Learning About Arduino and LCD

: Description : Interfacing an Arduino with a LCD device—specifically, a SHARP F2631XH - 44 as salvaged from a SHARP FO-165 fax machine ripe for a hack.

: Status : Research

: See also : Learning About Arduino and Nokia LCD


I acquired a SHARP FO-165 fax machine (for $0.20 from a school fair) specifically because it had a visible but unknown LCD. After getting it home and plugging it in the LCD happily turned out to be an (1 x 16?) dot-matrix alphanumeric unit.


Worked semi-successfully with the standard LiquidCrystal library but seems most reliable with modified LiquidCrystal.cpp library.

While the device is 1 x 16 characters it appears to the chip/library as a 2 x 8 character. I wrote a wrapper routine:

#include <LiquidCrystal.h>

// LiquidCrystal display with:
// rs on pin x
// rw on pin y
// enable on pin z
// d4, d5, d6, d7 on pins a, b, c, d
LiquidCrystal lcd(17, 18, 19, 7, 6, 5, 4);

void doPrint(char * msg) {

  if (strlen(msg) > 8) {
    lcd.print(msg + (8 * sizeof(char)));

void setup()
  // Print a message to the LCD.
  doPrint("hello, world!");

void loop()

Ideally it would take notice of the current cursor location.


The portion of the device that contains the LCD and push-buttons detaches cleanly from the rest of the unit as the scanning paper path is below it. I think I unscrewed one screw but the black hinges just pop off the sides. There is a cable with a white rectangular connector wired to somewhere in the main unit and this disconnects from the LCD/keypad section.

After removing a few more screws I was able to access the PCB board. It turns out the LCD is contained in a separate unit connected to the keypad PCB via a soldered 14-pin cable. Bending back the white plastic clips enables the LCD module to be lifted up. The module looks really tidy with a metal facade around the LCD display.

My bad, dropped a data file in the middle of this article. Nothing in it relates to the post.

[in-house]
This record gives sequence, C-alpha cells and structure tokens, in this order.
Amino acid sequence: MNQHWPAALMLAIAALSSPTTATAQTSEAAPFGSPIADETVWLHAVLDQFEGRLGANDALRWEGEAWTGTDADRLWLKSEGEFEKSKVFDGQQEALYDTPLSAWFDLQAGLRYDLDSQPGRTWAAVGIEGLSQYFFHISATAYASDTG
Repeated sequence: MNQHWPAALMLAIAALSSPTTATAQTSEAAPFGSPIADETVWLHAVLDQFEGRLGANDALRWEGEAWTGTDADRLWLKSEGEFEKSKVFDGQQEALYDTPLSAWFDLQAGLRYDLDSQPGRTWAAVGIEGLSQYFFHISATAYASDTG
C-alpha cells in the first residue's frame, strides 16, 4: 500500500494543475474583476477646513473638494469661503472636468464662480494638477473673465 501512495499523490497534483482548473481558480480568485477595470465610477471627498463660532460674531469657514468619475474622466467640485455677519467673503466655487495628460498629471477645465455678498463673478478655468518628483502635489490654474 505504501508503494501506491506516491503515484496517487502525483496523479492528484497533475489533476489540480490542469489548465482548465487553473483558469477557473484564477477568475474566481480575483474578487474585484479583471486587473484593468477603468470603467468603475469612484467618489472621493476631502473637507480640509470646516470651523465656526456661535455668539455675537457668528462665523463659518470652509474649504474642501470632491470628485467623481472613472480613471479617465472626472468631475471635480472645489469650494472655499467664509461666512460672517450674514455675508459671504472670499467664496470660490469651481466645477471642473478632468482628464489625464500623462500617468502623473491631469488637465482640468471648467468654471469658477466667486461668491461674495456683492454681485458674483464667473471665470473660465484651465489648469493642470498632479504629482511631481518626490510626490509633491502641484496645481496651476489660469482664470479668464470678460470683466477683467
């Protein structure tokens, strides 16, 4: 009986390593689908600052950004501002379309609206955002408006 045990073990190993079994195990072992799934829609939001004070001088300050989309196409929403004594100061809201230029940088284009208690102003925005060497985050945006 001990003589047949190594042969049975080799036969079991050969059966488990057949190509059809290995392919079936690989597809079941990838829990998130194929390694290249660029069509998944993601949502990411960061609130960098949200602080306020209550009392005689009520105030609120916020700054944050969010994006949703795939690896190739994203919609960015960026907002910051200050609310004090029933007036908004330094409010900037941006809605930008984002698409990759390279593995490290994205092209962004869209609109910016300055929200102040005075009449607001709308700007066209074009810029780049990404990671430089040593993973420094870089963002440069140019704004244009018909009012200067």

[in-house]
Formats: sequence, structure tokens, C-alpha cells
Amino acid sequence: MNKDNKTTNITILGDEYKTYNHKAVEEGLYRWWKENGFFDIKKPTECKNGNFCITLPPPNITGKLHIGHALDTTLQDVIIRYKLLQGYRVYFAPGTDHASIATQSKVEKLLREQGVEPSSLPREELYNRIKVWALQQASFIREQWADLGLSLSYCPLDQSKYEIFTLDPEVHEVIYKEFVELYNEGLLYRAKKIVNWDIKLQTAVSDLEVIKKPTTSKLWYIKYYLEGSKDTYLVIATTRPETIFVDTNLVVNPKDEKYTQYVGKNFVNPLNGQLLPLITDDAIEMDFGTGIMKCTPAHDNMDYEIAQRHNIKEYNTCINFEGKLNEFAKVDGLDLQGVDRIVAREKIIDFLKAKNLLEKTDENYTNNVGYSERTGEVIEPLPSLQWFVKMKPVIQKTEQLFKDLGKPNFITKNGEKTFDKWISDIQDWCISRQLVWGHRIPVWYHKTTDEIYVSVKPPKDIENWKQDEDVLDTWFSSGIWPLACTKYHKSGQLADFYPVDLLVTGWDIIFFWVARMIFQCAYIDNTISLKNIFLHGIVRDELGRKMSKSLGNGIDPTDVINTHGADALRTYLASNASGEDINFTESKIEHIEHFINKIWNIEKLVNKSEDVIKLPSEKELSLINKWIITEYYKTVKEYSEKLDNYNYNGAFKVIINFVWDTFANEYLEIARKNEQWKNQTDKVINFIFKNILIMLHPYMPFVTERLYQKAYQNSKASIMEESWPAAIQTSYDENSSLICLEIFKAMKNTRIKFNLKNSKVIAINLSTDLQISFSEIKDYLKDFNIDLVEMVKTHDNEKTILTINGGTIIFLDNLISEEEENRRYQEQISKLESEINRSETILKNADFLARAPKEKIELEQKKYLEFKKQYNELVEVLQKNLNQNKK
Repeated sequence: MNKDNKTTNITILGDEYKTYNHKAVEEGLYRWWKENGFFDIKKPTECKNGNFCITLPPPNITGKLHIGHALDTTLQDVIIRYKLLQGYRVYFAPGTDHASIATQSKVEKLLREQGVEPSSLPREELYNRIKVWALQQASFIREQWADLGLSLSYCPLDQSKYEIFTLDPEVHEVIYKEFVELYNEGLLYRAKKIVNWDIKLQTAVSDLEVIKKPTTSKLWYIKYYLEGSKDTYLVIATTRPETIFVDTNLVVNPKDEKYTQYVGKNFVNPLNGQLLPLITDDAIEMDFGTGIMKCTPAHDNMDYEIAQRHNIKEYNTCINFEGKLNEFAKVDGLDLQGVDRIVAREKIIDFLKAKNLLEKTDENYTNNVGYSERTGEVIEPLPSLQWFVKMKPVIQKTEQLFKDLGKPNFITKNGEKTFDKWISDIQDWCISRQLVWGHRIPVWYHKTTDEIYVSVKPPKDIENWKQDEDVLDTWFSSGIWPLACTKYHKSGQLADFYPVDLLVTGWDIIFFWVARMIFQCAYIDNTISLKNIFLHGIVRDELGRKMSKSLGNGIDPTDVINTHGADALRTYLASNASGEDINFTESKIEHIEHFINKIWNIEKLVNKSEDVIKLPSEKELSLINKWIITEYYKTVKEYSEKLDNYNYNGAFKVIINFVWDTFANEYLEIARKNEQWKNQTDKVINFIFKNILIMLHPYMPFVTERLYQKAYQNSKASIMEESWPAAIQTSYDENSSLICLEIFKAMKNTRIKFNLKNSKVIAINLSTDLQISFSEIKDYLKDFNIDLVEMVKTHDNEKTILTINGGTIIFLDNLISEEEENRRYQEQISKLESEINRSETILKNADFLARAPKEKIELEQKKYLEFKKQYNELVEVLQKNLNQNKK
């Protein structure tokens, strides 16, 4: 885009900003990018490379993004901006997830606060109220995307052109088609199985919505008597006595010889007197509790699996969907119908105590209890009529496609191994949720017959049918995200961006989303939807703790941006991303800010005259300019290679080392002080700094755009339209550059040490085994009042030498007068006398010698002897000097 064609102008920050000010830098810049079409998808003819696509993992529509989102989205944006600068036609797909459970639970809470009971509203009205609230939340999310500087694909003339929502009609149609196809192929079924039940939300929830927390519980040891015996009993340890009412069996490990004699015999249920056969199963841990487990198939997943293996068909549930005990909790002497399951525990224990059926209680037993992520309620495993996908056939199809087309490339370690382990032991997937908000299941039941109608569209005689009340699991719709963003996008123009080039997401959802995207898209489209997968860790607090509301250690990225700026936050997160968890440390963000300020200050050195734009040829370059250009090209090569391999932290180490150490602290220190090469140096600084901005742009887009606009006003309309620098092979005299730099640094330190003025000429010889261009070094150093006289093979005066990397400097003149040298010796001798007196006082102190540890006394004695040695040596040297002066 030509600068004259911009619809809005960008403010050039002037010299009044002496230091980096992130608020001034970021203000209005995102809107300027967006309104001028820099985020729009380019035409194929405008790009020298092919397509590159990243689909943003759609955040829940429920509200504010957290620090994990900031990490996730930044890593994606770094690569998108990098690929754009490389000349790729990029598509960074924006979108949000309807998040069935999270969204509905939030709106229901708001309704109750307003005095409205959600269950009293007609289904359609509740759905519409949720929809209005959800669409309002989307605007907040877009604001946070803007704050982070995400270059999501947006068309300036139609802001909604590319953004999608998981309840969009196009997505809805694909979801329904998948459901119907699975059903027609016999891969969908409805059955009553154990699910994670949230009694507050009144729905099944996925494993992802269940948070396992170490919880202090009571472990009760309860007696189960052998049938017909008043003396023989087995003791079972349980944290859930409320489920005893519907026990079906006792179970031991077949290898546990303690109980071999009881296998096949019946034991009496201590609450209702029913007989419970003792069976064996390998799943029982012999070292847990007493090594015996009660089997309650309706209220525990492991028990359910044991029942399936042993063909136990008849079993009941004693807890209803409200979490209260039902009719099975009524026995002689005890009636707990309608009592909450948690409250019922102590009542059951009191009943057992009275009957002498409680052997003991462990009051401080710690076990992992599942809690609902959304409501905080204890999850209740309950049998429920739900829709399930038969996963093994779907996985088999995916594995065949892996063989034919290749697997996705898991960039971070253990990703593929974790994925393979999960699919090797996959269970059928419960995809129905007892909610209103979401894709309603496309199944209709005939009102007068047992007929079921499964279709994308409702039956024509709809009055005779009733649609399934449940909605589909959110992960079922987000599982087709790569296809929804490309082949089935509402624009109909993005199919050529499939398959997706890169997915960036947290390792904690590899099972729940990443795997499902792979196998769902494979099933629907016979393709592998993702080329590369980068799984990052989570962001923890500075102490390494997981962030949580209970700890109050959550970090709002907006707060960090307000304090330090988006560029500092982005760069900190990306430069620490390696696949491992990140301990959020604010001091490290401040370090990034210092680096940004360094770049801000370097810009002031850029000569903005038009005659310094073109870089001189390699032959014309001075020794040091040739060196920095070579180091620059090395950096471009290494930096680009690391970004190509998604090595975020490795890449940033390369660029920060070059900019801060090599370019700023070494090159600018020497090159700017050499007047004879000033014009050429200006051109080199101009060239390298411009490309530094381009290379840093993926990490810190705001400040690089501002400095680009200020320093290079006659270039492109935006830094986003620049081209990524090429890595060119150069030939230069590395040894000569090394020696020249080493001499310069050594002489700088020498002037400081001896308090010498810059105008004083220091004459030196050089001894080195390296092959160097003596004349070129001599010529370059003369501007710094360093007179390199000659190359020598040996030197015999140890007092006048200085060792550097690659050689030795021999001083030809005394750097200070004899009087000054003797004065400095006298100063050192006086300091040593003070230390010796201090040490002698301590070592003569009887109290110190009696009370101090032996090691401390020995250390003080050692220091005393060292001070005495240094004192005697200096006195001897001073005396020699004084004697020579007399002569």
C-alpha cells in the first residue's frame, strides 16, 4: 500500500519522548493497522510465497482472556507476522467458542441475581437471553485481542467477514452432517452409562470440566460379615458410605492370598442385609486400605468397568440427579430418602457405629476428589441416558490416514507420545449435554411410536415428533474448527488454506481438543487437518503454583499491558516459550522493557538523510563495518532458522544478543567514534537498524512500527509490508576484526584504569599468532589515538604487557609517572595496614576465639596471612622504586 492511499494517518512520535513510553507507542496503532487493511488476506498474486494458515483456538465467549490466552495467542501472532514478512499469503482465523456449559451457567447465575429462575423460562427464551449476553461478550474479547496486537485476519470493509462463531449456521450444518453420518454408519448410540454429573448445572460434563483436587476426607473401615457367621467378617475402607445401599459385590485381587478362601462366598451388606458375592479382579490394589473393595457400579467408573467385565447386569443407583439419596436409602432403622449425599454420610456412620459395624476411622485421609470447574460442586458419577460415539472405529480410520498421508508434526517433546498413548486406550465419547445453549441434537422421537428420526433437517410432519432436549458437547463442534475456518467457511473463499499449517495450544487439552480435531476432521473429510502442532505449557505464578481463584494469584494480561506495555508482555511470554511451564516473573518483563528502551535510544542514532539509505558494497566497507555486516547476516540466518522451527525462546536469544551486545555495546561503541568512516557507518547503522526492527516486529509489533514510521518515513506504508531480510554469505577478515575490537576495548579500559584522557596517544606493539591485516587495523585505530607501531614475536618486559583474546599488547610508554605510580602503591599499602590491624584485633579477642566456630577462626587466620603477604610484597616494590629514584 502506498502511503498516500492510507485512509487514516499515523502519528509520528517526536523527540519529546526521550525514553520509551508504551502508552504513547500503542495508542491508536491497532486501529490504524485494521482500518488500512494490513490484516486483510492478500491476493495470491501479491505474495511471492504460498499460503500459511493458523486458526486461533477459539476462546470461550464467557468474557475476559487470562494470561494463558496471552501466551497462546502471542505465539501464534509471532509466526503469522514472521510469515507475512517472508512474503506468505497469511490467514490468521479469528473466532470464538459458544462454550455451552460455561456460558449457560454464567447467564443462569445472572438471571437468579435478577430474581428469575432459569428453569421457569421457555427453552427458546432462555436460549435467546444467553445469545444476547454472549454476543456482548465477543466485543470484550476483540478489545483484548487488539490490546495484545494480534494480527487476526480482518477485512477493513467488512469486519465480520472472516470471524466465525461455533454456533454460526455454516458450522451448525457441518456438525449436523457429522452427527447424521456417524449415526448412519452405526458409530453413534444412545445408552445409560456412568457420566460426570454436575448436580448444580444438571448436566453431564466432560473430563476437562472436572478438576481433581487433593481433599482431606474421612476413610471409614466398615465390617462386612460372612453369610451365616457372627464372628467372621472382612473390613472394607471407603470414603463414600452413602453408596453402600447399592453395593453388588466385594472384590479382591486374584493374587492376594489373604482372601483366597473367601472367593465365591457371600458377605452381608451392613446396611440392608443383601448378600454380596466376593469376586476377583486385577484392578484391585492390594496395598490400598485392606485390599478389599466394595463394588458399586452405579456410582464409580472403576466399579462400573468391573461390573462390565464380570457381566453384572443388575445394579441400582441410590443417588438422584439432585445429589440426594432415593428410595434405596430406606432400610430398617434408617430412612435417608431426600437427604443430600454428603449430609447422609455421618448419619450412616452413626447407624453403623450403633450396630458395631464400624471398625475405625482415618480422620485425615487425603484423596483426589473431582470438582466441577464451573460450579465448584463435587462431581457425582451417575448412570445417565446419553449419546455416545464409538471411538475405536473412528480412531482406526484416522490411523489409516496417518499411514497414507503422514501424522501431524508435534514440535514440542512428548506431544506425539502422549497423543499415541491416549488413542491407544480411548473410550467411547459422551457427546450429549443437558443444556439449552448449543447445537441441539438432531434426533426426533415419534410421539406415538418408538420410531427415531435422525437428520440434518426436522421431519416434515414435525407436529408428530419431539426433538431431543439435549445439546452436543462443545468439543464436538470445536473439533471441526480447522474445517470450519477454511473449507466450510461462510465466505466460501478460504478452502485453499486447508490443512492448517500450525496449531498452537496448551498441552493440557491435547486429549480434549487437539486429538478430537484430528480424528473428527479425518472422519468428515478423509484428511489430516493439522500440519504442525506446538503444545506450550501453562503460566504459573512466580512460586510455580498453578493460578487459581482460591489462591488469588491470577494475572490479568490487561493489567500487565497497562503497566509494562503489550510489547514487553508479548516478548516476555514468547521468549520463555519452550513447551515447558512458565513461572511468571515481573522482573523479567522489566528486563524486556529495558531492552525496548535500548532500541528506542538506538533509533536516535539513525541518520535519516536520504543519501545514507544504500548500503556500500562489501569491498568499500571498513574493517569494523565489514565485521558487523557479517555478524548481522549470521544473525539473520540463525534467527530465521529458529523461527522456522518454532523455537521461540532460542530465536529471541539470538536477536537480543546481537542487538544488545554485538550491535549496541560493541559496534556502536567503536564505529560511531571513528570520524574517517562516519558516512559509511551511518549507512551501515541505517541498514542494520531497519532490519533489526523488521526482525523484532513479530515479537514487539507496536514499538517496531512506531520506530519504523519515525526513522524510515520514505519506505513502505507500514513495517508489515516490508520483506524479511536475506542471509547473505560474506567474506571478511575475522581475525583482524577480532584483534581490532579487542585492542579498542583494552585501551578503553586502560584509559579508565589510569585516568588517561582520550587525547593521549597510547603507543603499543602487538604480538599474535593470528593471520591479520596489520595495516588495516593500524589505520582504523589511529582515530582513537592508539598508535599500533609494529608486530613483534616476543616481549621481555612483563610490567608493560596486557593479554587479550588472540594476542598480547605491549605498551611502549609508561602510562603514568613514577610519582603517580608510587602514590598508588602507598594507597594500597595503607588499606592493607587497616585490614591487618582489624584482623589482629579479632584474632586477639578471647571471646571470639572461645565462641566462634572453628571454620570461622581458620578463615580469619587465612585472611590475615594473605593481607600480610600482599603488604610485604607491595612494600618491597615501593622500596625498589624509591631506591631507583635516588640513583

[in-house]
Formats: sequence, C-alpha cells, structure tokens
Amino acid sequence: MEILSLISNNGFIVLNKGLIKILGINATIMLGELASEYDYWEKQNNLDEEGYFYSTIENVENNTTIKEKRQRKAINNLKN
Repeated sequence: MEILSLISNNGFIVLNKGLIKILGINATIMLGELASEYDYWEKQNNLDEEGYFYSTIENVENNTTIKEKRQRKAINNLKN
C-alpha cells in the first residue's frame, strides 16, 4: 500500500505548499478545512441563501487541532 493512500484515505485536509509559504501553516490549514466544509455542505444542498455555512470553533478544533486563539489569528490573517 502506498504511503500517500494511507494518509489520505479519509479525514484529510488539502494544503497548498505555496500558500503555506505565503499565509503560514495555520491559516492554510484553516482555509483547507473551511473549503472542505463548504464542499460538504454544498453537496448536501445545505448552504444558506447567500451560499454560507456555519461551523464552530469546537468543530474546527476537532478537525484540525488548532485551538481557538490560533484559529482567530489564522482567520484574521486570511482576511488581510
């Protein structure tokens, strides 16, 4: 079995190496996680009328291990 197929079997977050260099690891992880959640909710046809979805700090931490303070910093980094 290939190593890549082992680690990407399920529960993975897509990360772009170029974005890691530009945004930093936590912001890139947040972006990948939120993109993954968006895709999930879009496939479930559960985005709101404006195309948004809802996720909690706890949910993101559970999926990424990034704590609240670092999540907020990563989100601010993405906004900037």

The markings on the PCB identify it as a SHARP F2631XH - 44 unit. Other markings include "HCS-40 94V-0", "HDK" and "V37NK S". (The keypad PCB the LCD module is wired to also includes the marking "94V-0" among others.) The connector cable is labeled "CNLCD" on the PCB.

(ASIDE: It turns out "94V-0" refers to an Underwriters Laboratories rating for plastic flammability. Some details if you're interested: UL 94 flammability testing, "By far the most stringent and also the most widely accepted of such tests is the Underwriters' Laboratory Standard for safety, UL 94, for electrical devices. The test, involving the burning of a specimen in the vertical position, is the one by which most flame-retardant (FR) plastics are rated. In this test, the best rating is UL 94V-0, which defines a flame duration of 0 to 5 sec, an afterglow of 0 to 25 sec, and the presence of no flaming drips that ignite the dry, absorbent cotton located below the test specimen.", link, link.)

There is an IC on the reverse of the LCD PCB marked "SEC 609B KS0066F00".

The keypad PCB has a handful of passive components on it, an IC 74HC147 (Philips 10-to-4 line priority encoder) and a couple of sensors labeled ORGSNS (slotted one piece optical sensor?) and FRSNS (long-arm switch?).



@@ TODO : Move most of the fax-specific content from this LCD page to somewhere more appropriate?